Use of rewards (treats, toys, play and praise) is the way to teach your dog appropriate behavior. If something goes awry show your dog that the behavior was unacceptable by removing the opportunity for interaction, reward and repetition of that behavior. Neutral time-outs work beautifully for dogs and give you an opportunity to regroup to determine how to teach your dog what you WANT rather than using valuable time and energy focusing on what is WRONG. A good and trusting relationship with a TT or any dog is not built out of fear, pain or physical supplication. Rather be clear with your dog in your expectations and establish boundaries. TTs are very smart. If you are clear, consistent and patient they will learn.
Though Tibetan Terriers bond closely to their people and want to know where they are at all times, they can be touch sensitive and not exceptionally physically affectionate. This is something they learn to like by slowly and patiently being accustomed to physical handling by their people. They are doers, especially in their first 2-3 years. They prefer activities to cuddling. They love toys and like to play both with people and independently. After age 2-3, if guided well by their people in their youth, they settle down and require less activity, though they remain youthful lifetime.
Due to their slow maturation, careful use of crating, confined mischief-free play areas and careful management are necessary through the first year to ensure a house trained, house safe and well mannered dog. Left to their own devices they will create their own rules. TTs do not take readily to change, including changing of rules, so you must start immediately to instill the mannered behavior you will want from your adult dog.
It should also be noted that they are very mouthy pups (play, interact and try to direct you with their mouths/teeth) and will remain mouthy into adulthood unless they are taught not to do so in a positive, non-forceful way. They do not "outgrow" this behavior on their own.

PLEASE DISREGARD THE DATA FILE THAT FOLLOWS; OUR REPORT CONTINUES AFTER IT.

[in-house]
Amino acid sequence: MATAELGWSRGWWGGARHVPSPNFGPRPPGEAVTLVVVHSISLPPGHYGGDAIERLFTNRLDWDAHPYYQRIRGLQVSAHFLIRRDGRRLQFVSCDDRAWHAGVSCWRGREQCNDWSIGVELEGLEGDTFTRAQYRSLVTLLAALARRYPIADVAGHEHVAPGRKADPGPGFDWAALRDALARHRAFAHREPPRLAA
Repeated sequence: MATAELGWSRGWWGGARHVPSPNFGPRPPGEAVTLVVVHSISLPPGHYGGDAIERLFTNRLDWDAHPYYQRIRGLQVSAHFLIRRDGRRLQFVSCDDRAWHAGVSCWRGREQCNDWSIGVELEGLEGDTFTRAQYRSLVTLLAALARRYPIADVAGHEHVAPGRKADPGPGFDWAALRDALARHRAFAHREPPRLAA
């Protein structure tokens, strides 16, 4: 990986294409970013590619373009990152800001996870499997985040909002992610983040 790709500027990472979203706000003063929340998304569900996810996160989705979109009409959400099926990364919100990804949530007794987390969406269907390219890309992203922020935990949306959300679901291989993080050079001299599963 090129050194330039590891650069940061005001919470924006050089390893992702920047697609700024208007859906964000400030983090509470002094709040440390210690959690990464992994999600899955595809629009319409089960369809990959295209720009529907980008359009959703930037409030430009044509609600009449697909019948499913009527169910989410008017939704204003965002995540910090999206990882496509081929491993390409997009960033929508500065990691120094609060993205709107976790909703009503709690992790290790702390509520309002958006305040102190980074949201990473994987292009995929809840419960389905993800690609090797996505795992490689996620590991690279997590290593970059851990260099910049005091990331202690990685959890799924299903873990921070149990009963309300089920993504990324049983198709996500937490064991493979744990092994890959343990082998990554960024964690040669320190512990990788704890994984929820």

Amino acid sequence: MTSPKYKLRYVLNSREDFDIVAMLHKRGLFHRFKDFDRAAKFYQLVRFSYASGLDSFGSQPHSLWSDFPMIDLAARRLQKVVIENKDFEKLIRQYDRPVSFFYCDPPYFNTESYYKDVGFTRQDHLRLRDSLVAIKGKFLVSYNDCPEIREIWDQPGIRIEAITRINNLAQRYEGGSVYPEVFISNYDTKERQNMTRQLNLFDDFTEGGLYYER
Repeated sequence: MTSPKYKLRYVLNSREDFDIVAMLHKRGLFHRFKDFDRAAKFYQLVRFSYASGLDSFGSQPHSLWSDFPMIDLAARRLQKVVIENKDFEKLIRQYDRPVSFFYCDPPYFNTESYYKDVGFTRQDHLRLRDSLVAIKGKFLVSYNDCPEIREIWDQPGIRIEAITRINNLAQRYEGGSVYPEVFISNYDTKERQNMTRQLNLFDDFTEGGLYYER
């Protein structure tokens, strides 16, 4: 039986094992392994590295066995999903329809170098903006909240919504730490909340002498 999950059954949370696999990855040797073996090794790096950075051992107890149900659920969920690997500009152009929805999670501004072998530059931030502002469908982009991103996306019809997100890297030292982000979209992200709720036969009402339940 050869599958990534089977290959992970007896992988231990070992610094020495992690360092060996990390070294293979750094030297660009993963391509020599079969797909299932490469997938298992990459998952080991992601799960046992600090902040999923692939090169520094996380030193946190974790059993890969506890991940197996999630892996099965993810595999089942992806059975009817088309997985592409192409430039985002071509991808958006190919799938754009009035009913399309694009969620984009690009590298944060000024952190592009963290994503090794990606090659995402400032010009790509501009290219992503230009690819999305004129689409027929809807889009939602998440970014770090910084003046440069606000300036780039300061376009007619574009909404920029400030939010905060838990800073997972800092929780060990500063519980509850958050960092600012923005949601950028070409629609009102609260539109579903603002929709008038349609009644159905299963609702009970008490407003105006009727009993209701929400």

They were herding dogs and alarm guarders as well as companions and the breed has changed very little over the years and remains very close to its feral roots. This makes them very unreliable off leash except in a secure fenced yard (physical fence, not invisible/electronic). If their instinct kicks in they will take off and not look back or hear a word you are screaming.
Though they can be good with children if socialized from puppy hood to kids they are not appropriate for families with children under seven. They view kids as they would another dog and can be hard on young children. They will direct them with their mouths, which can be frightening to kids causing frantic movement and high pitched vocalizing, which will escalate the TT's behavior even more. More mature, calm children capable of giving the dog direction and handling the dog gently do best. As they can also be wary with strangers, early and continued socialization to all types of people and situations is essential for a secure, friendly dog.
If you would enjoy a fun-loving, humorous, mischievous canine companion who will challenge your intellect, your ingenuity and interest in understanding your dog as an individual then the TT is for you. Patience and a sense of humor are musts for the people of a Tibetan Terrier.
A dog is for life and Tibetan Terriers can live up to 17 years. The Tibetan Terrier is known as the "good luck" dog and it is only fair that the people who choose them should return the good fortune. Please make your decision to include one in your family a careful and thoughtful one.
Copyright   Virginia Hoffmann, CPDT, 2002
Virginia Hoffmann is a certified pet dog trainer and member of the Association of Pet Dog Trainers. She does private in-home behavior and training consultations in New York City and the Tri-state area for all breeds of dogs. She has worked with over 100 Tibetan Terriers and their families.
If you live in the New York metropolitan area Virginia can be contacted by email at firstname.lastname@example.org
For those outside of the metropolitan area looking for a trainer near you, you can view a list of member trainers on the  Association of Pet Dog Trainers' Website   or  Marge Morgan's list of clicker instructors
When selecting a trainer or training class for your Tibetan Terrier be sure that they do not use forceful methods and understand and employ positive methods of dog training.